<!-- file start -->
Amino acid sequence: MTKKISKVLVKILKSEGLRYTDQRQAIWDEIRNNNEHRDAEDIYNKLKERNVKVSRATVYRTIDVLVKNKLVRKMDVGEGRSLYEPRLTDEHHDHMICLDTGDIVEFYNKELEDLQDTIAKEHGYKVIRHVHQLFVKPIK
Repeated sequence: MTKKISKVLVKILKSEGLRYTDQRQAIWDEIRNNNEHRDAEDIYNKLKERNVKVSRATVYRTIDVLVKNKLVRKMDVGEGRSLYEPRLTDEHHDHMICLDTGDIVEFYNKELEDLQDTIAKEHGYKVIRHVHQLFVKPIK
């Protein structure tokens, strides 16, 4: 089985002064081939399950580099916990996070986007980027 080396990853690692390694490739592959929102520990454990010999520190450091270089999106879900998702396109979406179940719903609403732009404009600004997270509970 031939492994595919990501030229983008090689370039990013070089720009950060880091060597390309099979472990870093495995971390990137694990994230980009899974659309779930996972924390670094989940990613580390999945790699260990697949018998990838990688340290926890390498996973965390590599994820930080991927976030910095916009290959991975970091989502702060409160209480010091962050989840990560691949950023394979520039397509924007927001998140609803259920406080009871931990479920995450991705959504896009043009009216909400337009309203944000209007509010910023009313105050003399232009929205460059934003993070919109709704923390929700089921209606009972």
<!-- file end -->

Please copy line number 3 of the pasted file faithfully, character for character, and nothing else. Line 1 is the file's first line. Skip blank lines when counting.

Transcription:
């Protein structure tokens, strides 16, 4: 089985002064081939399950580099916990996070986007980027 080396990853690692390694490739592959929102520990454990010999520190450091270089999106879900998702396109979406179940719903609403732009404009600004997270509970 031939492994595919990501030229983008090689370039990013070089720009950060880091060597390309099979472990870093495995971390990137694990994230980009899974659309779930996972924390670094989940990613580390999945790699260990697949018998990838990688340290926890390498996973965390590599994820930080991927976030910095916009290959991975970091989502702060409160209480010091962050989840990560691949950023394979520039397509924007927001998140609803259920406080009871931990479920995450991705959504896009043009009216909400337009309203944000209007509010910023009313105050003399232009929205460059934003993070919109709704923390929700089921209606009972």